Tanner M. Johanns


     Year Entered: 2004

     Degrees Received:
     University of St. Thomas
     Biology major
     B.A., 2002

     University of Minnesota
     Ph.D., 2010, Microbiology, Immunology and Cancer Biology PhD Program
     M.D., 2012, Medical School

Honors and Awards:
-Honors, Year 1, Medical School
-Alpha Omega Alpha Medical Honor Society, 2011

Thesis Advisor:  SingSing Way, M.D., Ph.D.

Thesis Research:  
T cell receptors recognize peptide ligands presented in the context of MHC molecules. However, there appears to be some degeneracy in the peptide:MHC complexes that are recognized by a specific TCR. Furthermore, this degeneracy seems to correlate with the affinity with which a TCR binds to a cognate peptide:MHC complex. In other words, one TCR may recognize several different peptides but with varying affinity.

CD4+ T cells are able to differentiate into several distinct lineages: Th1, Th2, Th17, and Treg. These effector subtypes play important roles in the protective immunity against a wide range of pathogens. Depending on the characteristics of the pathogen, a particular subtype may be more or less important in the clearance of that organism. Therefore, it is crucial that the appropriate CD4+ T cell lineage is generated in response to a specific pathogen in order to ensure that the host will be protected from subsequent encounters.

Recent evidence has shown that the affinity of the TCR-peptide:MHC binding can influence the differentiation of CD4+ T cells. For example, higher affinity interactions seem to be produce more Th1 cells while lower affinity interactions appear to generate Th2 subsets. Whether this has a role in vivo in the context of infection has yet to be determined.

To test this, we are going to generate attenuated Listeria which express altered peptide ligands of a known immunodominant antigen, Ag85B, found on many Mycobacterium species. These altered peptide ligands will contain mutations in various TCR contact residues which will alter the affinity of the TCR-peptide:MHC interaction. CD4+ T cells from a TCR transgenic mouse that specifically recognizes Ag85B will be adoptively transferred into a naïve congenic recepient mouse. Following infection with an Ag85B variant-expressing Listeria, splenocytes will be collected and the phenotype of the Ag85B-specific CD4+ T cells will be examined. This will allow us to examine the effect of TCR affinity on the resulting immune response.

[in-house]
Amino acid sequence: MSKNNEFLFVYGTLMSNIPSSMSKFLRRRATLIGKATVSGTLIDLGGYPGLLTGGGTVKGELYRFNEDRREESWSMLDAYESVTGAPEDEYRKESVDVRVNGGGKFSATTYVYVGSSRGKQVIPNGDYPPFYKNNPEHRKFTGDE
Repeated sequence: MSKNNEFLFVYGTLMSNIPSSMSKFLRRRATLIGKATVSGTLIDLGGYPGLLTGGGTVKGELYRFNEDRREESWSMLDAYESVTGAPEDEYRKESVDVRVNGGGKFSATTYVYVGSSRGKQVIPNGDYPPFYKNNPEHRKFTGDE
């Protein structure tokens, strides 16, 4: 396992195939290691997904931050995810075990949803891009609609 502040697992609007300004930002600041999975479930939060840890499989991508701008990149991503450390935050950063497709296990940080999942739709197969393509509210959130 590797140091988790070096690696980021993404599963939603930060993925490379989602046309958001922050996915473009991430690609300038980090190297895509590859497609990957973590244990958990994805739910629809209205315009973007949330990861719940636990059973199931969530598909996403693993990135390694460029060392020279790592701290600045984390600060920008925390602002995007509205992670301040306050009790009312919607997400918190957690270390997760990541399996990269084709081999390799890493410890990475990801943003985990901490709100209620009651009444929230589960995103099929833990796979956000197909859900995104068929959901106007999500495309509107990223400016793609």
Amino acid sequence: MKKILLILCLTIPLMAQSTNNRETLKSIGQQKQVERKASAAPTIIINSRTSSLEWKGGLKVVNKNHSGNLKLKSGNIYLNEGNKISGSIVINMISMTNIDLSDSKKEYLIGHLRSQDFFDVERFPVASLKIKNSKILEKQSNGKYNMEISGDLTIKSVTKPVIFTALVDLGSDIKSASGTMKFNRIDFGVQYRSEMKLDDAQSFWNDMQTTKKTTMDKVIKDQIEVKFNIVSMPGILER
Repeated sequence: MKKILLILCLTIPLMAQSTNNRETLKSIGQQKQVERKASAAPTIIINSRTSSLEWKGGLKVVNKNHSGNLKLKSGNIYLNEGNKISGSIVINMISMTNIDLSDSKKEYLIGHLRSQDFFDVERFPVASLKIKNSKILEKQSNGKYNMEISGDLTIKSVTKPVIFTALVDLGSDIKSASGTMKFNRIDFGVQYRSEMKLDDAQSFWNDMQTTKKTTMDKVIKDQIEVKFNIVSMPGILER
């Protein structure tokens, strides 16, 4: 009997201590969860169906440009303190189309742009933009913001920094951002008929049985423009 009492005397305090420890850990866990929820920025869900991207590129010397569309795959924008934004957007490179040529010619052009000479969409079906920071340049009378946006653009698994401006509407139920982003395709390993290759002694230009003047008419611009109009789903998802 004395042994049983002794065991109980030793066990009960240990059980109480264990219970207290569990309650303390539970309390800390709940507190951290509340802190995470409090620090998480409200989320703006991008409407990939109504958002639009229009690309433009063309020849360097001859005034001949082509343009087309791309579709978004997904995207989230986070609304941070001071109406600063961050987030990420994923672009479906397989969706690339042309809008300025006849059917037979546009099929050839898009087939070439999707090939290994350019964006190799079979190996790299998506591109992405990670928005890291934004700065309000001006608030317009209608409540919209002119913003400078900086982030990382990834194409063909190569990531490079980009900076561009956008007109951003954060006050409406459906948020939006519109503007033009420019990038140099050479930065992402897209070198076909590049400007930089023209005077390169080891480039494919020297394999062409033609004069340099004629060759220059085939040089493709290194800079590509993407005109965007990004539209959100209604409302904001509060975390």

This work has important implications in vaccine development in the context of selecting which antigen will provide the appropriate immune response following immunization.

Publications (pubmed): 

Johanns TM, Law CY, Kalekar LA, O'Donnell H, Ertelt JM, Rowe JH, Way SS. Early eradication of persistent Salmonella infection primes antibody-mediated protective immunity to recurrent infection. Microbes Infect. 2011 Apr;13(4):322-30.

Ertelt JM, Johanns TM, Rowe JH, Way SS. Interleukin (IL)-21-independent pathogen-specific CD8+ T-cell expansion, and IL-21-dependent suppression of CD4+ T-cell IL-17 production. Immunology. 2010 Oct;131(2):183-91.

Johanns TM, Ertelt JM, Lai JC, Rowe JH, Avant RA, Way SS. Naturally occurring altered peptide ligands control Salmonella-specific CD4+ T cell proliferation, IFN-gamma production, and protective potency. J Immunol. 2010;184:869-876.

Johanns TM, Ertelt JM, Rowe JH, Way SS. Regulatory T cell suppressive potency dictates the balance between bacterial proliferation and clearance during persistent Salmonella infection. PLoS Pathog. 2010;6. pii:e1001043.

Ertelt JM, Rowe JH, Johanns TM, Lai JC, McLachlan JB, Way SS. Selective priming and expansion of antigen-specific Foxp3- CD4+ T cells during Listeria monocytogenes infection. J Immunol. 2009;182:3032-3038.

Rowe JH, Johanns TM, Ertelt JM, Lai JC, Way SS. Cytotoxic T-lymphocyte antigen 4 blockade augments the T-cell response primed by attenuated Listeria monocytogenes resulting in more rapid clearance of virulent bacterial challenge. Immunology. 2009;128(1 Suppl):e471-8.

Rowe JH, Johanns TM, Ertelt JM, Way SS. PDL-1 blockade impedes T cell expansion and protective immunity primed by attenuated Listeria monocytogenes. J Immunol. 2008;180:7553-7557.

Pottorf WJ 2nd, Johanns TM, Derrington SM, Strehler EE, Enyedi A, Thayer SA. Glutamate-induced protease-mediated loss of plasma membrane Ca2+ pump activity in rat hippocampal neurons. J Neurochem. 2006;98:1646-56.

Usachev YM, Marsh AJ, Johann TM, Lemke MM, Thayer SA. "Activation of protein kinase C in sensory neurons accelerates Ca2+ uptake into the endoplasmic reticulum." J Neurosci. 2006;26:311-8.

Goetz CA, Harmon IR, O'Neill JJ, Burchill MA, Johanns TM, Farrar M. Restricted STAT5 activation dictates appropriate thymic B versus T cell lineage commitment. J Immunol. 2005;174:7753-7763.